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Christmas Bazaar brings holiday cheer
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Galax Parks & Recreation held its 31st annual Christmas Bazaar on Nov. 26, where 95 vendors gathered in holiday spirit by selling homemade jewelry, Christmas decorations, pottery, crocheted and knitted items, baked goods, candy and other holiday memorabilia. Program coordinators counted over 900 visitors, and gave a special thanks to local craftsmen, rec department staff and photographers Debra Kyle and Teresa Felts.

New restaurant will promote musical heritage
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HILLSVILLE — A new restaurant is in the works at the U.S. 58-Interstate 77 interchange in Hillsville, which will be focused on promoting music heritage and tourism across the area.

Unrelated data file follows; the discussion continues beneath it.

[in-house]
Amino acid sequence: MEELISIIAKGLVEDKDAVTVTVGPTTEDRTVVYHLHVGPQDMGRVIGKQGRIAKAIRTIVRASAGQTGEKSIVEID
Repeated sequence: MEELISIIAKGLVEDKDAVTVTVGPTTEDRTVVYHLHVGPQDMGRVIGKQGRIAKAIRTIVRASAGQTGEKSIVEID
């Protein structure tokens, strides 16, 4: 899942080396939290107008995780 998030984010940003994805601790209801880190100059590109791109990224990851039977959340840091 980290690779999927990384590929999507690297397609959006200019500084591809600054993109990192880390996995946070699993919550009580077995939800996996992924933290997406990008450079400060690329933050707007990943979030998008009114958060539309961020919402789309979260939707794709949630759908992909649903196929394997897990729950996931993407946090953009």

Newly founded by local corporate franchising partners The Young Group, the restaurant will be called “Fiddler’s” and will feature a new stage area for live music, as well as a new and unique overall theme and dining atmosphere.

Fiddler’s will utilize the building and property of the former Shoney’s, following the expiration of The Young Group’s current franchising contract with the restaurant chain.

The restaurant will continue to operate as Shoney’s until Jan. 19, 2023, when a celebration will held to celebrate a successful 25 years at the location. Renovations are scheduled to begin after that.

Spencer shared several fond memories of Shoney’s from over the years. “The first thing we did when we moved here — there was no playground, so we started a project called Playground 2000 out of Shoney’s. Out of this restaurant, in a year and a half we raised $121,500 because we wanted a playground for children.” The playground is located off U.S. 58 right across from the restaurant.

During that fundraiser, “we asked the community for help, and now 25 years later, we are asking the community again for help on a new project that brings so much for our local area,” Spencer said. “Instead of building a playground, let’s build a cultural celebration of our musical heritage.”